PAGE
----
February 18, 2010
Two universities erroneously e-mailed acceptance letters to students who were actually rejected.
The Washington Post reports that about 200 students who had applied for early-decision admission to George Washington University were sent e-mails welcoming them to the Class of 2014. Several hours later, they received another e-mail from Kathryn Napper, the school's executive dean of undergraduate admissions, saying that the previous message had been sent in error. GWU blamed the mistake on a clerical error.
"It's devastating to kids who feel they have gotten into their No. 1 school or their dream school, and then this crushing disappointment," said Shirley Bloomquist, a college counselor and private consultant in Virginia who was quoted by the Post. "Your emotions soar, and then something like this happens. It really clips one's heartstrings."
The news was devastating for Elana Jacobson, who lives in West Palm Beach, Florida, and had applied to early decision at GWU. "Someone probably thought someone died," she told the GW Hatchet. "I was sitting in the middle of the hallway crying my eyes out. It was confusing--I didn't know if I was in the school, rejected, accepted or deferred."
Meanwhile, Vanderbilt University mistakenly sent letters of congratulations to 56 students last week who had not been accepted. The Tennessean reports that the e-mail was supposed to be for international applicants waiting for their official letters of acceptance from Vanderbilt, but was also sent to students who had not made the cut.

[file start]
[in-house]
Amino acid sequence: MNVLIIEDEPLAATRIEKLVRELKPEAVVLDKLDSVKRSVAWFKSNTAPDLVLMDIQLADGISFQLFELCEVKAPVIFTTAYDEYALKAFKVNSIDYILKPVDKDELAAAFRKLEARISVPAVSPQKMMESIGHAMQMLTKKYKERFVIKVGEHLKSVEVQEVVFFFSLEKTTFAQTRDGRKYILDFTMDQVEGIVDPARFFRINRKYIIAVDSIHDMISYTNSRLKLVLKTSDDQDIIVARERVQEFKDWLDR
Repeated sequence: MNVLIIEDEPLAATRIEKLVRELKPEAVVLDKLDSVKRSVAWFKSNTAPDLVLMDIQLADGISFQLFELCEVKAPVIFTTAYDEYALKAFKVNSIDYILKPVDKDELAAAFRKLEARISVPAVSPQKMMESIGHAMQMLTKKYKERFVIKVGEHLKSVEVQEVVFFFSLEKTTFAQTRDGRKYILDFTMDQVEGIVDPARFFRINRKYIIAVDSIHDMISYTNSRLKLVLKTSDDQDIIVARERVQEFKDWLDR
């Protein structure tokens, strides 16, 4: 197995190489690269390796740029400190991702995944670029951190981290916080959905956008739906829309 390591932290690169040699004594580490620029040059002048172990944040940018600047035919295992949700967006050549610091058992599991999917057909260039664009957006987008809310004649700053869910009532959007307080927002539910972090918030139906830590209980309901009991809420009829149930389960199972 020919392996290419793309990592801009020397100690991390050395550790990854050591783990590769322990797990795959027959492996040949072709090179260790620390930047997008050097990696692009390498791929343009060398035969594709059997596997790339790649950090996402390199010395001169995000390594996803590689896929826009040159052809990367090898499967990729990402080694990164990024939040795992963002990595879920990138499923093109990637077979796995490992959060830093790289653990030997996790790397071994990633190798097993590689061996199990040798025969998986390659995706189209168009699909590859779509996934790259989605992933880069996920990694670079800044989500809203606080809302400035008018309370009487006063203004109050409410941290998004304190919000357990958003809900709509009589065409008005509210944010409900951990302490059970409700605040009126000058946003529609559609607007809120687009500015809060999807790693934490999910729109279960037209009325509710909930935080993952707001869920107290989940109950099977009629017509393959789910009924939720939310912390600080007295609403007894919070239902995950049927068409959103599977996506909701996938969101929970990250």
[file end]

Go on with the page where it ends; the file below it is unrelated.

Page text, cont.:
"We apologize and regret what happened. It was a human error," said the school's dean of admissions, Douglas Christansen, who was quoted in the Tennessean.
Such human errors have unfortunately occurred before. Last year, Cornell University's financial aid office accidentally e-mailed 25 students who had not been accepted. In April, New York University mistakenly congratulated 489 students who had not been accepted. And last spring, the University of California San Diego sent acceptance e-mails to all 46,000 students who had applied--including 28,000 who were rejected.
David Hawkins, director of public policy and research at the National Association for College Admission Counseling, told the Post that the e-mail gaffes have pushed admissions officials to "double-, triple- and quadruple-check" their lists before hitting "send." He noted that some schools have reconsidered the use of electronic communication, although mistakes sometimes occur with paper acceptance letters as well.
Compiled By CityTownInfo.com Staff